|Town/Region||Chiang Dao Wildlife Sanctuary, Doi Pha Hom Pok National Park, Huai Nam Dang National Park , Mae Lao-Mae Sae Wildlife Sanctuary, Pha Dang National Park|
|Date||8 Jan 2020|
Giant Nuthatch (Sitta magna) is a globally endangered species. However, it is poorly known globally and has received little attention, particularly regarding habitat management. Therefore, conducting this project will be an excellent opportunity to engage in conservation work that will likely directly benefit a globally endangered species. This project will focus mainly in Thailand. Additional detailed habitat and population size study will focus on sites with confirmed records of the presence of Giant Nuthatch from the past 40 years mostly in Chiang Mai and some part of Mae Hong Son provinces, Northern of Thailand: Doi Pha Hom Pok National Park, Pha Daeng National Park, Chiang Dao Wildlife Sanctuary, Huai Nam Dang National Park and Mae Lao - Mae Sae Wildlife Sanctuary.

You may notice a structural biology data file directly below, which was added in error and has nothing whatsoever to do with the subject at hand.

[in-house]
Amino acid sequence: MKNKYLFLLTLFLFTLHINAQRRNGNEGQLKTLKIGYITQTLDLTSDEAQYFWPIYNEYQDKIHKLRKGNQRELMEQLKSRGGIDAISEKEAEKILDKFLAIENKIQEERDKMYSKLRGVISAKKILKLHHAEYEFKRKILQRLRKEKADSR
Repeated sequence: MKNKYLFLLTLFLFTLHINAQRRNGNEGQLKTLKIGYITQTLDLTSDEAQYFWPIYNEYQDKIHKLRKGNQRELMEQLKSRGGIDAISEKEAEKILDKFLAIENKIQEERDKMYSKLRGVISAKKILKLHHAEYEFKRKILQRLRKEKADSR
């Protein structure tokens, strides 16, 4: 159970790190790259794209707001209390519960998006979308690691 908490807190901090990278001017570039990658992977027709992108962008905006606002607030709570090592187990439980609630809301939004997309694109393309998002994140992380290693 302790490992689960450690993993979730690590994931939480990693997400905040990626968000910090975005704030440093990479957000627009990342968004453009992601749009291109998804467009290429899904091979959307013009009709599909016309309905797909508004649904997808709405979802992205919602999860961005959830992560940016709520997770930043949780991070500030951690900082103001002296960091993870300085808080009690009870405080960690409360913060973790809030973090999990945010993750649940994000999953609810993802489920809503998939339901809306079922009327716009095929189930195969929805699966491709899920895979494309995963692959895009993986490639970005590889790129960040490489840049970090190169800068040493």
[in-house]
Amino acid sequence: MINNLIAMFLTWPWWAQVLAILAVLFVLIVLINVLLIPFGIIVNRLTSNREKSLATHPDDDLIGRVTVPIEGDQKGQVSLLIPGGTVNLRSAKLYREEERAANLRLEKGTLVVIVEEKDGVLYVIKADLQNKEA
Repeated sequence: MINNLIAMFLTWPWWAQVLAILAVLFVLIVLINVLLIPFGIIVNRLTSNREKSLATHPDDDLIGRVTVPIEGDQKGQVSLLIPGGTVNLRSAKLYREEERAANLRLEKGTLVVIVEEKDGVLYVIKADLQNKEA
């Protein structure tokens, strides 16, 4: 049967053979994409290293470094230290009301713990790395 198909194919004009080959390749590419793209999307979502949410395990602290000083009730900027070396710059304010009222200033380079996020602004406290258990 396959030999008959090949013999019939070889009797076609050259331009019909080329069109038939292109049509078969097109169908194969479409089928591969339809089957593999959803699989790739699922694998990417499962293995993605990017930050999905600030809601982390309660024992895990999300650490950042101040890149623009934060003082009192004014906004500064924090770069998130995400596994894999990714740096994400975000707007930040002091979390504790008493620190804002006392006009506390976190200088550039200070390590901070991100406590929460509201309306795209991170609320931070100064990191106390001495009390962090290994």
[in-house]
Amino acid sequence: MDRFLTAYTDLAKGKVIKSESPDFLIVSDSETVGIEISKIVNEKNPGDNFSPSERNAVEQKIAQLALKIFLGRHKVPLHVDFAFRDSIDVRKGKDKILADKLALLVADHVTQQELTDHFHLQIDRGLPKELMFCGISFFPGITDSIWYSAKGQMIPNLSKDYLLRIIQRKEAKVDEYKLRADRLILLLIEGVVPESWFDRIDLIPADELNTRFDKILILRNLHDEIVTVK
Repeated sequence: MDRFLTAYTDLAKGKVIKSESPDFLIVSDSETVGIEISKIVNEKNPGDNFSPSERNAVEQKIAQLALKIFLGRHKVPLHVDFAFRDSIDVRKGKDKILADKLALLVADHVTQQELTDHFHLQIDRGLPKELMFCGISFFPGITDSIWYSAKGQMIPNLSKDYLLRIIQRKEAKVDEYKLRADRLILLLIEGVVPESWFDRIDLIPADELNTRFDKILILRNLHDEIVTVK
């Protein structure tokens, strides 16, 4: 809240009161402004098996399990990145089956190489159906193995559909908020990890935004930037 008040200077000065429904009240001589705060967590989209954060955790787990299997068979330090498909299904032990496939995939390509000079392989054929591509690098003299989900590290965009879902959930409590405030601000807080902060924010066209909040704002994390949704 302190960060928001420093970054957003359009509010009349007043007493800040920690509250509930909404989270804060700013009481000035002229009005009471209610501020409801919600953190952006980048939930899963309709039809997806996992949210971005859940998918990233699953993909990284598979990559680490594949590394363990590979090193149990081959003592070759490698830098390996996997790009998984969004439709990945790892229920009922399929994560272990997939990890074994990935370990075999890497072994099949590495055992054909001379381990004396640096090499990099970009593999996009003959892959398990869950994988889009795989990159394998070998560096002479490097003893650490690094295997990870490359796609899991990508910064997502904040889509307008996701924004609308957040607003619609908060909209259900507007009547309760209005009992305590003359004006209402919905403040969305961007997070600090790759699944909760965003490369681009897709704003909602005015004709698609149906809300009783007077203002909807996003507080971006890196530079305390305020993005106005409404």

Our project including of 2 main activities
1) field survey to estimate the Giant Nuthatch population and habitat requirements
2) Develop potential habitat maps for Giant Nuthatch to estimate the long-term habitat viability.
This project will provide a relatively precise estimate of the size of the Thai population and clarify the characteristics of suitable habitat of the Giant Nuthatch as well as the extent of habitat remaining for this species in Thailand, which represents a significant proportion of the remaining habitat globally. This study will also therefore provide quantitative data and clear recommendations to the Thai Department of National Parks, Wildlife and Plant Conservation [DNP] (the organization directly responsible for conservation and management of wildlife and habitats in Thailand) to:
1) increase information regarding threatened species management that they can apply to Giant Nuthatch and perhaps other threatened species that share Giant Nuthatch habitat such as Humes’s Pheasant (Syrmaticus humiae)
2) improved policy on Giant Nuthatch that will allow for better management and reduce the likelihood that the Thai population will go extinct.
For further information contact: